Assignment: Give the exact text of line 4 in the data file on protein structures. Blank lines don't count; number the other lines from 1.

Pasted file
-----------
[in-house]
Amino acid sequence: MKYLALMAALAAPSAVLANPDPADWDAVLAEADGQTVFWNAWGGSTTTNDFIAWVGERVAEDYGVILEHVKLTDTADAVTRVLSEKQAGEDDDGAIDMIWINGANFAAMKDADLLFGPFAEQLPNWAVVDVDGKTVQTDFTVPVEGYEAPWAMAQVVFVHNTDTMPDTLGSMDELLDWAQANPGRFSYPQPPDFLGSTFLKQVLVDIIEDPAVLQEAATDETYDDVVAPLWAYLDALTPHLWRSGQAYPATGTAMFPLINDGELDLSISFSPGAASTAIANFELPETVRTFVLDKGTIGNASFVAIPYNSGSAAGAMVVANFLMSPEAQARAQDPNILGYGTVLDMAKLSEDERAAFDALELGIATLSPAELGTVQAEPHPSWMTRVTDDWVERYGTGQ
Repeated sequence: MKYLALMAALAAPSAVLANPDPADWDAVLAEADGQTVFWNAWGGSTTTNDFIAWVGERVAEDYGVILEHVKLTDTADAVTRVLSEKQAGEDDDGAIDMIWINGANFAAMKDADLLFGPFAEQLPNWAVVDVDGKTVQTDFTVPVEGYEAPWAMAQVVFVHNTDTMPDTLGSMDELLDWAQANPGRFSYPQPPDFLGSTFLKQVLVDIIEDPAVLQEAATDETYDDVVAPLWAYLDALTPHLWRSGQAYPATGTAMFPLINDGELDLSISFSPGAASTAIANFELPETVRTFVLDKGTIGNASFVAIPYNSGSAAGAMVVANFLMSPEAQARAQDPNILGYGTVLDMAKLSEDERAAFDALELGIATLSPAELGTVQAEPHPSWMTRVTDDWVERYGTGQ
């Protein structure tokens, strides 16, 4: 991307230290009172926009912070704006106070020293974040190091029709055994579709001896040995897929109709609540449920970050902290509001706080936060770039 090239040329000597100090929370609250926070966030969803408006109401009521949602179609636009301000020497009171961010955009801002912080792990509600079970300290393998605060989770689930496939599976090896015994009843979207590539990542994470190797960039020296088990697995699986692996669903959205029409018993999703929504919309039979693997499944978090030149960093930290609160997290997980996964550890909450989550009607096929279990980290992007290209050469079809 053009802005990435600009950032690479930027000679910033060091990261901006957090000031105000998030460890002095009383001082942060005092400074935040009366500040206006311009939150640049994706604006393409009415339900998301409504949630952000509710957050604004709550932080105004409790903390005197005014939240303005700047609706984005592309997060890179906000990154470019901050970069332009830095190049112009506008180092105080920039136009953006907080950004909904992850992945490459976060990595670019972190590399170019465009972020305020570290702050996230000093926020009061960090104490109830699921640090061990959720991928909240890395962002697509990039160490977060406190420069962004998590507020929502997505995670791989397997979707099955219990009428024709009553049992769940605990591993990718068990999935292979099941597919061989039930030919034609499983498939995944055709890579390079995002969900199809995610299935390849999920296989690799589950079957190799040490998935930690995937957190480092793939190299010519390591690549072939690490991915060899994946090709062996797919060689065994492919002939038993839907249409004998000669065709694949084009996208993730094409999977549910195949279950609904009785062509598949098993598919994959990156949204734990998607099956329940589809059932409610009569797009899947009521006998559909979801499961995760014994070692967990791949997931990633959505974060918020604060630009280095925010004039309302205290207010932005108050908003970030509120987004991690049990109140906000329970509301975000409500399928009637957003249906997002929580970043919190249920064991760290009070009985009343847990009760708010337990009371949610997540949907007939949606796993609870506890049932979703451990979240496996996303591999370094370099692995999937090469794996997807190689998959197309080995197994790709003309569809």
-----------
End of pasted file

């Protein structure tokens, strides 16, 4: 991307230290009172926009912070704006106070020293974040190091029709055994579709001896040995897929109709609540449920970050902290509001706080936060770039 090239040329000597100090929370609250926070966030969803408006109401009521949602179609636009301000020497009171961010955009801002912080792990509600079970300290393998605060989770689930496939599976090896015994009843979207590539990542994470190797960039020296088990697995699986692996669903959205029409018993999703929504919309039979693997499944978090030149960093930290609160997290997980996964550890909450989550009607096929279990980290992007290209050469079809 053009802005990435600009950032690479930027000679910033060091990261901006957090000031105000998030460890002095009383001082942060005092400074935040009366500040206006311009939150640049994706604006393409009415339900998301409504949630952000509710957050604004709550932080105004409790903390005197005014939240303005700047609706984005592309997060890179906000990154470019901050970069332009830095190049112009506008180092105080920039136009953006907080950004909904992850992945490459976060990595670019972190590399170019465009972020305020570290702050996230000093926020009061960090104490109830699921640090061990959720991928909240890395962002697509990039160490977060406190420069962004998590507020929502997505995670791989397997979707099955219990009428024709009553049992769940605990591993990718068990999935292979099941597919061989039930030919034609499983498939995944055709890579390079995002969900199809995610299935390849999920296989690799589950079957190799040490998935930690995937957190480092793939190299010519390591690549072939690490991915060899994946090709062996797919060689065994492919002939038993839907249409004998000669065709694949084009996208993730094409999977549910195949279950609904009785062509598949098993598919994959990156949204734990998607099956329940589809059932409610009569797009899947009521006998559909979801499961995760014994070692967990791949997931990633959505974060918020604060630009280095925010004039309302205290207010932005108050908003970030509120987004991690049990109140906000329970509301975000409500399928009637957003249906997002929580970043919190249920064991760290009070009985009343847990009760708010337990009371949610997540949907007939949606796993609870506890049932979703451990979240496996996303591999370094370099692995999937090469794996997807190689998959197309080995197994790709003309569809």